Arising out of a recent joint investigation by Four Corners and Fairfax Media into alleged underpayment of wages as well as alleged inaccurate payroll records by certain franchisees of the 7-Eleven franchise, an Inquiry was conducted by the Fair Work Ombudsman.
Following the release of the Ombudsman’s report in April this year there have been a number of changes mooted in relation to franchisor responsibilities.
The proposed changes combined with the introduction later this year of an extension of unfair contract terms protections to cover small business contracts means that more than ever before franchisors must be fully informed of their legal obligations to avoid inadvertently breaking the law.
Current franchisor obligations under the Fair Work Act
The provisions of the Fair Work Act 2009 (Cth) (FWA) already provide for “accessorial liability” if a person (which would include a franchisor) is “knowingly involved in” a contravention of the FWA. A franchisor will be involved in the contravention if it:
· aided, abetted, counselled or procured the contravention; or
· has induced the contravention, whether by threats or promises or otherwise; or
· has been in any way, by act or omission, directly or indirectly, knowingly concerned in or party to the contravention; or
· has conspired with others to effect the contravention.
Deliberately ignoring obvious facts or turning a blind eye may give rise to liability on the part of the franchisor as an accessory.
Increased franchisor liability for workplace law breaches
Following the release of the Ombudsmans report, the government proposed to strengthen the FWA to protect employees employed by franchisees.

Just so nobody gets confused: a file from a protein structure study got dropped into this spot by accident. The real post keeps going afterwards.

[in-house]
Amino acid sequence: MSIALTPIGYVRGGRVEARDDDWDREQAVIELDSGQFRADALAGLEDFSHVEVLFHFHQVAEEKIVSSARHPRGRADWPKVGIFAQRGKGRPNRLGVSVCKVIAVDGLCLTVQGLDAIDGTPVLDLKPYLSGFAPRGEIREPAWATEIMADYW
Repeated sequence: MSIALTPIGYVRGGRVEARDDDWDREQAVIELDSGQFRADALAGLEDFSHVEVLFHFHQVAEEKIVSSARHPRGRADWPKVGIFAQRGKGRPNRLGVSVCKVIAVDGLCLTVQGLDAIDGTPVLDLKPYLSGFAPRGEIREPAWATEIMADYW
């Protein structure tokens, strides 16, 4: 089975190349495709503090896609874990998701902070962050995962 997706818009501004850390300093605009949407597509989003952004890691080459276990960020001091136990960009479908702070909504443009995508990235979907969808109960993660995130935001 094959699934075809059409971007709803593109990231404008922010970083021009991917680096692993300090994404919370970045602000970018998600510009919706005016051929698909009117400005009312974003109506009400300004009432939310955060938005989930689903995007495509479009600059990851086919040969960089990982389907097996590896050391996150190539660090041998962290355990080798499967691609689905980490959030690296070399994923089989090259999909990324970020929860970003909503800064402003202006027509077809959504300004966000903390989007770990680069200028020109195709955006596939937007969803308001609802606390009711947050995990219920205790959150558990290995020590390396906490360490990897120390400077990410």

The government’s Policy to Protect Vulnerable Workers proposes significant increases in penalties for non-compliance with the record-keeping obligations in the FWA from a current maximum of $27,000 per breach to a maximum of $270,000 per breach.
It is also proposes that franchisors will be liable for the breaches by the franchisee if it can be shown that:
· the franchisor should have reasonably been aware of the breaches committed by the franchisee; and
· the franchisor could have reasonably taken (and failed to take) action to prevent those breaches from taking place.
The importance of taking reasonable steps
The proposed amendments to the FWA contain an exemption for any franchisor who is found to have taken reasonable steps to educate its franchisees about workplace obligations and who have put in place clear processes to ensure this education is provided to franchisees.
Disclosure documents reminder!
All of our franchisor clients are reminded that you have until 31 October 2016 to update your disclosure document.